In light of the recent debut of Skaddenfreude, ATL’s column chronicling attorney compensation, it’s a neat coincidence that the New York Times has an entire article discussing compensation for first-year associates at major law firms.
We’ll get to that article in just a second. First, though, a brief amendment to our prior Skaddenfreude request. We received this thoughtful email from a reader:
is it too late to add a line for hours billed? that would add more of an element of schadenfreude too, don’t you think? this is more like freudenskadden — feeling sick about how much more money they make.
Good point. We stand corrected! So yes, in your Skaddenfreude submissions — we’ve received a bunch already, thanks, keep ‘em coming — please include your annual billable hours (either an estimate of this year’s or last year’s actual).
If you’re not a law firm attorney, feel free to include an estimate of how many hours you work in a year. If you’re a legal academic, throw in some bragging about how you make six-figures, or close to it, for only nine months of work.
Okay, that’s the Skaddenfreude amendment. Now, on to discussion of the Times piece — after the jump.
Truth be told, the piece isn’t terribly exciting. The Times is a little behind the times on this one; associate salaries went up a while ago. But it’s an important cultural landmark when the Times writes about something — it’s a sign that the phenomenon has “jumped the shark” (just like the phrase “jump the shark,” which was dissected in the Gray Lady’s pages four years ago).
(Another example: When the Times started running extensive coverage of thing called “blogging,” we knew that the fad was past its peak. That’s why we pay our bar dues and keep up with our CLE requirements. Someday we might have to get a real job again!)
Anyway, on to the article. It begins by chronicling the history of the latest pay raise (which most of you are probably familiar with):
The recent round of pay increases began last year, when Quinn Emanuel Urquhart Oliver & Hedges, a litigation firm based in California with offices in New York, decided to increase the base pay for first-year associates to $135,000, which at the time exceeded even the $125,000 starting salary common at many New York firms. A partner, A. William Urquhart, said his firm “hoped bigger firms wouldn’t follow so we could separate ourselves, but they did.”
A few months later, Sullivan & Cromwell, a large law firm with headquarters in New York, raised the base salary for new lawyers by $20,000, to $145,000.
Leave it to the Californians to lead the way in compensation terms. The last sizable jump in associate salaries was also West Coast driven, during the late 1990s and into 2000, before the (first) internet bubble burst. California firms were flush with tech company cash, and they were happy to throw it at first-year associates — forcing East Coast firms to follow suit. Some of those California firms went belly up — remember Brobeck Phleger & Harrision? (If not, check out their website.) But those of us who worked at East Coast firms are grateful for the extra money they caused to flow into our pockets.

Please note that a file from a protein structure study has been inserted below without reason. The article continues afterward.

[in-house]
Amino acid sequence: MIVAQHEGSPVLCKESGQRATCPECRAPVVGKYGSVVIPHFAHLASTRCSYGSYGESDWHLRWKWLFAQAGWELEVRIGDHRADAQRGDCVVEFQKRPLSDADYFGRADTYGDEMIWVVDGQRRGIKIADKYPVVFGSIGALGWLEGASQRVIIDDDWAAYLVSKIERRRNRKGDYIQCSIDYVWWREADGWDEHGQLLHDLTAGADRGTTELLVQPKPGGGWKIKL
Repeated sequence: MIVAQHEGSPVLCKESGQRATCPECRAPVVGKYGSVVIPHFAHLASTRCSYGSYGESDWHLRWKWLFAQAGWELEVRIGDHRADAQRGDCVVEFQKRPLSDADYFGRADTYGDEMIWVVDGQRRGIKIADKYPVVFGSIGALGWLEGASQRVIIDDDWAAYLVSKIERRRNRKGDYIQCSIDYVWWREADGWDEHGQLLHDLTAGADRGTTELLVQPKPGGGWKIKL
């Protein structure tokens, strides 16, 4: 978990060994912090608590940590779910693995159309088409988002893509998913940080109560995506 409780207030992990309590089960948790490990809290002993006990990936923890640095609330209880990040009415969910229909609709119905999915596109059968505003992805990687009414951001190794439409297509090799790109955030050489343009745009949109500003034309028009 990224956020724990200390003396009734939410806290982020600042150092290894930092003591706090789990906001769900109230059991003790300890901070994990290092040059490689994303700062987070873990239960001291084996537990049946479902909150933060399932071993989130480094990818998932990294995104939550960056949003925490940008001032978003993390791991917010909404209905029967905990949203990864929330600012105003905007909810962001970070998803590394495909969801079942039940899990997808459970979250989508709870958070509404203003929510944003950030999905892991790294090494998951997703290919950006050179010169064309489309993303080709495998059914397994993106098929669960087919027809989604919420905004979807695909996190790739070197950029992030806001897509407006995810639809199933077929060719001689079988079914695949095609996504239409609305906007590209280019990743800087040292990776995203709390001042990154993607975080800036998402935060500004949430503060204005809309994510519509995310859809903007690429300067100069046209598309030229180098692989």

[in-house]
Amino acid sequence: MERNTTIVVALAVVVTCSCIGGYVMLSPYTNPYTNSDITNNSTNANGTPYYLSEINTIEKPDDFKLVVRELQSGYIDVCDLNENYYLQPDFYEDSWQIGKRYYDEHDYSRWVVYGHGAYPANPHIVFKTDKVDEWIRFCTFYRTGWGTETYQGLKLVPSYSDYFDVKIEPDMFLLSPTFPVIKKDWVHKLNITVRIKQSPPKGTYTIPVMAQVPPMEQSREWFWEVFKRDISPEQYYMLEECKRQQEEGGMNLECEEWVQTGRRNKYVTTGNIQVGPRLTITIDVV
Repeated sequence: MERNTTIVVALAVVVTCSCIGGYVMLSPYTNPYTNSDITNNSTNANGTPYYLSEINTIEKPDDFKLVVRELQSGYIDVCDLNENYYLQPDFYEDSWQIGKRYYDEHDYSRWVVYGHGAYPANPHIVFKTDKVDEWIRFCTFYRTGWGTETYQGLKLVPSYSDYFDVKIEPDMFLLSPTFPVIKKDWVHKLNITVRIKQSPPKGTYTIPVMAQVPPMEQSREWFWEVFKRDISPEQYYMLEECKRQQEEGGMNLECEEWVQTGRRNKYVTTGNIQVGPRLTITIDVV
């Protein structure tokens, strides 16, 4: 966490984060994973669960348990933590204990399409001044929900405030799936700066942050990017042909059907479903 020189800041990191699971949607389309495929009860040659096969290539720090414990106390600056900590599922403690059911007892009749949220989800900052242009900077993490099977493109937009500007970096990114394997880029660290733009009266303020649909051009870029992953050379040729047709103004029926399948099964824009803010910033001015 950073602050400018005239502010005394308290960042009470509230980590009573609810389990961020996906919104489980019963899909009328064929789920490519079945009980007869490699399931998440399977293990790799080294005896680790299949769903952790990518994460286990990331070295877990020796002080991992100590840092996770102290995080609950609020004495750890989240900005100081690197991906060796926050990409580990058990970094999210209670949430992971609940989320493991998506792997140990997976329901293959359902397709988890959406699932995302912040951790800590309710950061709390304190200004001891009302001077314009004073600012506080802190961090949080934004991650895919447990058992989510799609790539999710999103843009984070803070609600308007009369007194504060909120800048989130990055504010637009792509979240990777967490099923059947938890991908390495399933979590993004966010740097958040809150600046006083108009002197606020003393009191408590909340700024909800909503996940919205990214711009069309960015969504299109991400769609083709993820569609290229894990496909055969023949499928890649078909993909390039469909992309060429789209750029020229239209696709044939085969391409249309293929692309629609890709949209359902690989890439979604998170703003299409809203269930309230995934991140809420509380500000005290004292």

“It’s a funny phenomenon that it’s all very public,’’ said Steven J. Steinman, a partner at Fried, Frank, Harris, Shriver & Jacobson. “It’s an unusual facet of practicing law that if you’re an associate your salary is very well known. I don’t know of any other industry where you can find out with specificity what people make.”
This is true — but only in part. We don’t know what more senior people make; and that’s why Skaddenfreude is here. While average profits-per-partner are published in the American Lawyer each year, we don’t know how that pie is divvied up. What’s the partnership draw of, say, a newly-minted equity partner at Kirkland & Ellis, or a midlevel partner at Simpson Thacher? Enquiring minds want to know.
William V. Fogg, one of the partners responsible for recruiting and hiring at Cravath, Swaine & Moore, said that “law firms are getting bigger at a faster rate than law schools,” creating a growing demand for lawyers and commensurate salary increases.
This is also true — but only part of the story. The problem is that attrition among law firm associates remains high — and, at least based on our “anecdata,” gleaned through cocktail party conversation, it may be increasing. If law firms could find ways to increase associate satisfaction in ways not involving pay raises, like providing them with more interesting work and greater responsibility, they might not have to go through the ritual of bribing them not to leave.
(Yeah, we know, easier said than done. But we’re not the managing partner of a law firm, so we’ll let them worry about that.)
Finally, the article talks about a phenomenon that associates around the country look forward to each year: bonus season.
Despite the sharing of information, one area remains murky. Year-end bonuses — as well as those sometimes given before associates arrive — may vary by thousands of dollars and the public information is frequently “less transparent,” said Gail S. Berney, the head of professional development at Proskauer Rose.
Of course, here at ATL we will be all over breaking news on the bonus front. So check back in to find out what’s going on; we promise to keep you abreast of the latest developments.
(Sure, you could go to Greedy Associates or Infirmation to find out this news too. But that would require you to wade through the moronic musings of many to find what you’re looking for. So just come here instead — and wade through the moronic musings of the few.)
For New Lawyers, the Going Rate Has Gone Up [New York Times]